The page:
Black News and Black Views with a Whole Lotta Attitude
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Black News and Black Views with a Whole Lotta Attitude

Before His Recent Death, The Wire's Michael K. Williams Pondered his Own Happiness

At a Cleveland restaurant, a teenager forced the acclaimed actor to take a deeper look at himself.

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Actor Michael K. Williams, who died last September, recounts in his new memoir how a young boy’s simple question at a Cleveland restaurant sent him down a tunnel of introspection.
Actor Michael K. Williams, who died last September, recounts in his new memoir how a young boy’s simple question at a Cleveland restaurant sent him down a tunnel of introspection.
Photo: Evan Agostini/Invision (AP)

Besides the late Chadwick Boseman, no other actor of this generation brought Black masculinity to life with the range of Michael K. Williams. His most memorable character, The Wire’s Omar, was a homicidal stickup man clinging to a rigid morality in Baltimore’s vicious drug culture, a man who never pondered any contradiction between his open homosexuality, his love for his partners and his violent hypermasculinity. But there was also Chalky White, Boardwalk Empire’s benevolent Black gangster, who sacrificed his dignity and ultimately himself to keep his own people safe from the white mafiosi carving up prohibition era Atlantic City, and Lovecraft Country’s Montrose Freeman, who hid his secrets, shame and rage behind substance abuse.

Williams’ characters harbored nasty demons yet reflected light onto everyone around them. If Boseman was our gleaming superhero, Williams was our spotty mirror, coaxing introspection of our relationship with manhood out of what was intended to be a fleeting glance at ourselves. When he died of an overdose last year at age 54 at his apartment in his native Brooklyn, Williams left a story much like those of his enduring characters: a man of unrivaled brilliance who succumbed to an illness that had taken countless others in the community he loved in real life and represented on-screen.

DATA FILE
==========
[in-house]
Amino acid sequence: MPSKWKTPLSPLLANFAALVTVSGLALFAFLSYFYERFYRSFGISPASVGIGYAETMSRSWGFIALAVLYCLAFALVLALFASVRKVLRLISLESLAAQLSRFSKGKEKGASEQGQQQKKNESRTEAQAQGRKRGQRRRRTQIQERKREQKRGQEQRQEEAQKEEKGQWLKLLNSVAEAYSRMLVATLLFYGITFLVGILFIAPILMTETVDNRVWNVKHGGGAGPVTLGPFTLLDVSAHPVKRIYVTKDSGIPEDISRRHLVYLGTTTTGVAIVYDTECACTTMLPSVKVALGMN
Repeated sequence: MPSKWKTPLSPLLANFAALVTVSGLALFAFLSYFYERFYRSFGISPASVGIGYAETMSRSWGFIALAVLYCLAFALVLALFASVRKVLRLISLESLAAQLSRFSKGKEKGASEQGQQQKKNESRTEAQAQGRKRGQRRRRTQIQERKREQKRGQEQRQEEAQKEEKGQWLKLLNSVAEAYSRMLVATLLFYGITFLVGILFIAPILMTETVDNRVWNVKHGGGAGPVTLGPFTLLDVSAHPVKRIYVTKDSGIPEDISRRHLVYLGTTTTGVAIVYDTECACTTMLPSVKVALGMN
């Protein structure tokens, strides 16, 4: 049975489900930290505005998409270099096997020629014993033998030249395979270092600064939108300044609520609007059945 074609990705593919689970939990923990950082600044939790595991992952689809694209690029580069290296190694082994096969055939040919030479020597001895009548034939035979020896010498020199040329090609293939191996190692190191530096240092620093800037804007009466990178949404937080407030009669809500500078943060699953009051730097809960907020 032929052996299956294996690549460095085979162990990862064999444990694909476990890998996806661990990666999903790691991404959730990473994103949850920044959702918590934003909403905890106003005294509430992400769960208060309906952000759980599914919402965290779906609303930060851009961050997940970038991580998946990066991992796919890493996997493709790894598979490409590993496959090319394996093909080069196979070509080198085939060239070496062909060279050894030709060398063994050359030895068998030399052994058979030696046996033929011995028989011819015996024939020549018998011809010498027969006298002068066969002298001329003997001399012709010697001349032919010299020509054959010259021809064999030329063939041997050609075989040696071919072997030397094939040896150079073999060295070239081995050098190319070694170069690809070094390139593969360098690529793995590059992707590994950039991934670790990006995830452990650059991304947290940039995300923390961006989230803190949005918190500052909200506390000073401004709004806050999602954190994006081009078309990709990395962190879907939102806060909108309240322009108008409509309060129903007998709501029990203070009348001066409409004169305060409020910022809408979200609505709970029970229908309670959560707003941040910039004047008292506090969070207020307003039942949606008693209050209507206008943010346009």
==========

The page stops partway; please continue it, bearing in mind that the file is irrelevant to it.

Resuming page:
He had also nearly completed a memoir, Scenes From My Life, which promises a deeper look into himself, as in the following excerpt where introspection is coaxed from him by an unlikely interrogator.

“Mr. Michael, could I ask you a question?”

His voice was still a child’s, but his tone had that grit, the kind that comes from experience. Daniel did not talk like someone with only sixteen years under his belt. But one thing I knew for sure: not everyone’s year on this Earth is created equal.

“Sure thing, my man,” I said. “Shoot.”

“Okay,” he said, leaning forward to be heard above the noise of the table. “Are you happy?”

My face likely betrayed me. Daniel was rangy and loose in the way of confident teenagers. And with one simple question, he had pulled my skin right off.

“Sorry, what?” I asked, tilting my ear forward. I’d heard him just fine, but I was thrown off. The smile across my face was for defense, honed over many years of self-protection. But Daniel saw right through it. Maybe that’s why he asked the question in the first place.

“Are you, like, happy?” he asked again, a little more hesitant, more like a teenager. Maybe he sensed my nervousness.

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It had been a heavy day, so by dinner that night, I had let my guard down and switched into off mode. But I was sitting across from someone who didn’t have that luxury. When the dinner was over and we said our goodbyes, I could leave. But Daniel had to go home. So when he asked me if I was happy, I wanted to give him a real answer. Other people at the table must have sensed the energy shift because they stopped talking and looked over at us.

Now, I like to think I’m an open book. I actually pride myself on it. Friends know they can tell me anything, acquaintances tend to confide in me, full-on strangers walk up to me on the street and just start talking like we go way back. But maybe my openness was a front, a screen to make sure nobody ever got too close to the white meat. Daniel went right for it.

Happy? Was I happy? This kid didn’t have questions about Hollywood or Tupac or The Wire. I knew how to answer those. That’s just part of the job. But this? I was flying blind.

“Well, that’s an interesting question,” I said, stalling for time. Searching my brain, the voice of Reverend Ronald B. Christian popped into my head. Rev. Ron—the man who had saved my life. “You know,” I said, “my friend once explained that the word ‘happy’ is derived from the word ‘happenstance.’ Which means things that are given to you. So when you seek happiness, its source is outside of you.”

Daniel’s eyes were locked on mine—not just waiting to talk, but actually interested in the answer. Young people are open in a way that adults never are. Show me a struggling man and I’ll show you a boy never given a chance to change.

“But joy, he said, comes from a different source,” I continued. “When you have joy, there’s peace of mind. So you’re content with yourself. And I always took that as my goal.”

I thought Daniel might laugh at me or call BS. But instead he nodded, the words landing. “I get you, sure. I get it,” he said, leaning back. “Yeah, content. I like that.”

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Excerpted from Scenes from My Life by Michael K. Williams and Jon Sternfeld. Copyright © 2022 by Michael K. Williams. All rights reserved. No part of this excerpt may be reproduced or reprinted without permission in writing from the publisher.